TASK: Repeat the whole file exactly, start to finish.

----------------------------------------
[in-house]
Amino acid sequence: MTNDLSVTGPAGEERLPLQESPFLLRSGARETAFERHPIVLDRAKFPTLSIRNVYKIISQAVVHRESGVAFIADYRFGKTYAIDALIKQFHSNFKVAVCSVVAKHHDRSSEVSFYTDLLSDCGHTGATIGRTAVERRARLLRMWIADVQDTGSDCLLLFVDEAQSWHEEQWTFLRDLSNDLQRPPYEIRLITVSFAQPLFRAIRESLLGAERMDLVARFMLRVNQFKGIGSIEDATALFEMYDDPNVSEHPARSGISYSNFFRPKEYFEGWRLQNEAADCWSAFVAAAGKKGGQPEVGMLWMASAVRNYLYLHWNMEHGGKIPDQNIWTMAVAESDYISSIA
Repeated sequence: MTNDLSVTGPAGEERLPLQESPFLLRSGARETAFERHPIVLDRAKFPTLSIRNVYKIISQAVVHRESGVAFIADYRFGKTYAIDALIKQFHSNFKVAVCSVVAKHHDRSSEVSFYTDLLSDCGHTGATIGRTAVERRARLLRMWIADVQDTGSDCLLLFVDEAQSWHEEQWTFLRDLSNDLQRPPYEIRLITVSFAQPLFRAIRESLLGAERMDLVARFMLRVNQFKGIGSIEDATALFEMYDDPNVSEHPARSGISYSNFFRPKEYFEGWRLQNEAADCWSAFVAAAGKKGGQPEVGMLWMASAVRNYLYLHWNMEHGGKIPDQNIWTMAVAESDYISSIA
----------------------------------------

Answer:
[in-house]
Amino acid sequence: MTNDLSVTGPAGEERLPLQESPFLLRSGARETAFERHPIVLDRAKFPTLSIRNVYKIISQAVVHRESGVAFIADYRFGKTYAIDALIKQFHSNFKVAVCSVVAKHHDRSSEVSFYTDLLSDCGHTGATIGRTAVERRARLLRMWIADVQDTGSDCLLLFVDEAQSWHEEQWTFLRDLSNDLQRPPYEIRLITVSFAQPLFRAIRESLLGAERMDLVARFMLRVNQFKGIGSIEDATALFEMYDDPNVSEHPARSGISYSNFFRPKEYFEGWRLQNEAADCWSAFVAAAGKKGGQPEVGMLWMASAVRNYLYLHWNMEHGGKIPDQNIWTMAVAESDYISSIA
Repeated sequence: MTNDLSVTGPAGEERLPLQESPFLLRSGARETAFERHPIVLDRAKFPTLSIRNVYKIISQAVVHRESGVAFIADYRFGKTYAIDALIKQFHSNFKVAVCSVVAKHHDRSSEVSFYTDLLSDCGHTGATIGRTAVERRARLLRMWIADVQDTGSDCLLLFVDEAQSWHEEQWTFLRDLSNDLQRPPYEIRLITVSFAQPLFRAIRESLLGAERMDLVARFMLRVNQFKGIGSIEDATALFEMYDDPNVSEHPARSGISYSNFFRPKEYFEGWRLQNEAADCWSAFVAAAGKKGGQPEVGMLWMASAVRNYLYLHWNMEHGGKIPDQNIWTMAVAESDYISSIA